Snakes. Why did it have to be snakes?
There I was, blithely reading my morning paper when I saw it. It made my heart skip a beat and almost made me instinctively toss the newspaper.
It was this picture (which I won't upload until this post is completely done because it gives me the heebie-jeebies still):
It's a phobia that I can't help. The fight or flight part of my brain says "run away, run away, run away!" Even though I know it's completely irrational, I'm somewhat OK with that. I don't really need to be friends with snakes. In fact, I think it's best not to. People who keep them as pets confound me. Do they not know those are SNAKES?
I've got snake avoidance stories galore. One time, I was with the Babes in Florida and a guy walked in with what looked like a big stuffed albino (like the picture) around his shoulders and I thought it was a stuffed animal like the big prizes you win at a carnival. Until it moved. Then, I was out of my chair in a millisecond, putting our table between me and the snake. Even though it was probably 30 feet away from me. Being the true friend that I am, Blondie wanted her picture taken with it and I actually managed to snap the camera even though I was fighting every urge to run from the room.
Another time, we were having a meal at our CEO's house and he decided to show everyone the snake he'd found on the road and brought home for his kids. (Who does that?!?!?) He walked into the room with the snake in his hands and I tried to subtly position myself at the furthest spot from him. He asked me, with great puzzlement, what I thought the snake would do to me. Frankly, I didn't care to find out.
Phobias are a useful product of evolution. Our ancestors did well fleeing from snakes and other critters that can do us harm. Frankly, who has time to determine if a snake is poisonous or not when you stumble upon one? It's best to get the hell out of there.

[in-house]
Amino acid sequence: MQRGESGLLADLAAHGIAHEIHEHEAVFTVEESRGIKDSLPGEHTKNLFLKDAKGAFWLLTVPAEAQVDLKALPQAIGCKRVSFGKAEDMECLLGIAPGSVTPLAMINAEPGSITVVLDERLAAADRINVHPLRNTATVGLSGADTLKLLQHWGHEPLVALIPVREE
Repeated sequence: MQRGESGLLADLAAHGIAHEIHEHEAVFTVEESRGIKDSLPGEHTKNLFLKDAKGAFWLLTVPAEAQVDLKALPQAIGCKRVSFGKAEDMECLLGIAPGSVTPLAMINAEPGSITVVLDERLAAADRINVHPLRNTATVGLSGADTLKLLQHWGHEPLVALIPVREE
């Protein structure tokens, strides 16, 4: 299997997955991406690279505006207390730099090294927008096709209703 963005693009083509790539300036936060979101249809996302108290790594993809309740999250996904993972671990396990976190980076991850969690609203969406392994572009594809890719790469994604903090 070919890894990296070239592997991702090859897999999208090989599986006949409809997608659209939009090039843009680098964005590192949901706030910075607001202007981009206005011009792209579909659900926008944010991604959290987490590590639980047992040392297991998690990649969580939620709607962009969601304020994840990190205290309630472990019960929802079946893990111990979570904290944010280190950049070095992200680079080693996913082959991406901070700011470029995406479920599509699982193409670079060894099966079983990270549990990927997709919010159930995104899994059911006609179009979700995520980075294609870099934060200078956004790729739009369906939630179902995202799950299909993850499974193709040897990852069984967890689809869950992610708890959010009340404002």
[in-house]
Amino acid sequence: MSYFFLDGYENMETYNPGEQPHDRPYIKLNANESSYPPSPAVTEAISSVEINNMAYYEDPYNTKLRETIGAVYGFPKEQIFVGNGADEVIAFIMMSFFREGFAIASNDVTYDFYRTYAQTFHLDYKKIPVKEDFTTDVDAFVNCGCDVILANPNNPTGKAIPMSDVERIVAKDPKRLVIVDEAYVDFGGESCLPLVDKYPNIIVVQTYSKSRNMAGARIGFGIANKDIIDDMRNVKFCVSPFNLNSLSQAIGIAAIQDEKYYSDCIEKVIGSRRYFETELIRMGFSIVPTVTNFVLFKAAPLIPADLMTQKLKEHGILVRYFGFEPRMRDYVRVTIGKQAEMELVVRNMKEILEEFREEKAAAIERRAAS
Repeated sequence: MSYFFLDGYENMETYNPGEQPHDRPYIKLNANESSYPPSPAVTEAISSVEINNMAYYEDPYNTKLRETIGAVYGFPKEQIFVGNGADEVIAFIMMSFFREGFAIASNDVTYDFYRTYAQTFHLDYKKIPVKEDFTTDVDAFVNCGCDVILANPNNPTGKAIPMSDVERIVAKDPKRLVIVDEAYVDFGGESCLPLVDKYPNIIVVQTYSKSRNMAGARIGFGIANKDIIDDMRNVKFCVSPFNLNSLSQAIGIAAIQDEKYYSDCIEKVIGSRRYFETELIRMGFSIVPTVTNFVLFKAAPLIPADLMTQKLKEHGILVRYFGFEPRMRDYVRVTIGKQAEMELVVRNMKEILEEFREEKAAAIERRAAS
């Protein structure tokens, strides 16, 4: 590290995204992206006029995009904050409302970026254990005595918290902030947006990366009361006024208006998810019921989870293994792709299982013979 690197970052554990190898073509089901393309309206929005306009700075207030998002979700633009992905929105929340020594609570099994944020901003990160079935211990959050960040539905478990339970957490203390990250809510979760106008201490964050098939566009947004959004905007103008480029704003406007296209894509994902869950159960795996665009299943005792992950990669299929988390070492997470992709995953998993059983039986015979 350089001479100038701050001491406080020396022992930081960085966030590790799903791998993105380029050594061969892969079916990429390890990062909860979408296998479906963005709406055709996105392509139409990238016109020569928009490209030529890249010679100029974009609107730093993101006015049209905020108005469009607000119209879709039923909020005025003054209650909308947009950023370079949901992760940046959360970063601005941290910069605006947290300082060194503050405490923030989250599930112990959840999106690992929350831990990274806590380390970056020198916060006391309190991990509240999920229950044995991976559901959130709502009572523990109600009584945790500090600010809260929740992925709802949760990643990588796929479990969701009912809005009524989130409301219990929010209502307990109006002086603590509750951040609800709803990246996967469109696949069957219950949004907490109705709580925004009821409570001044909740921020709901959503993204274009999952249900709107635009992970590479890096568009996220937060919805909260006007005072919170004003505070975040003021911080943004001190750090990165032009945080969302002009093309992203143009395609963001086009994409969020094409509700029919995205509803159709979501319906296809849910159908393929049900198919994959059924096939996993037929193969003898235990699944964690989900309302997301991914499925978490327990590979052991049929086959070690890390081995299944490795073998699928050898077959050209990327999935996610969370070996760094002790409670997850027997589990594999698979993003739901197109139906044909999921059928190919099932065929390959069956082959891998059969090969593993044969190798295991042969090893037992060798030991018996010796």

So, I feel no compulsion to get over my snake phobia (nor my horse one but that's another story). But, I did have one phobia that I consciously decided to overcome.
They used to freak me out by their very existence. I dated a guy in college whose roommate had a gun in their house and I was never comfortable there. It probably didn't help that the dude kept it under his pillow (or mattress, that detail is murky after all these years) and I thought he was kind of a nut job who could mistake me for a burglar and wouldn't hesitate pulling the trigger.
However, I decided an inanimate object that couldn't harm me without the assistance of a sentient being was not worthy of freaking out. So, one of my girlfriend's Dad was the manager of a gun shop and he took us in for a lesson and shooting time. She was no stranger to guns so it was mostly a lesson to me.
The first thing they taught me was to never, ever, ever point a gun at someone unless you mean to use it. It doesn't matter if you just checked it for bullets. Always assume it's loaded and don't point. (A lesson on of our state politicians didn't learn but that's another story, too.)
We ended up shooting several different guns and I felt much less anxious after that. While I'm still not a fan, I no longer freak out. Well, unless someone happened to point one at me. Then, I would freak out but that would be justifiable.
It's hard to admit your phobias. It can make you seem crazy or weak. But, sometimes there's no fighting your instincts despite the irrationality.
Exposing your fears can also bring about mockery or teasing. Pity my poor friend, Thom, who admitted to being terrified of clowns. What happened to him? Well, someone started sending him clowns through the mail. He has no idea who it is and they're getting sent from all over the Valley. He has his suspects but I don't think he'll ever find out who it is. He keeps them in his garage because he just can't bring himself to bring them into his house.
I don't blame him. If someone started sending me snakes, I would hunt them down and make them sorry I got over my gun phobia. And, I mean that.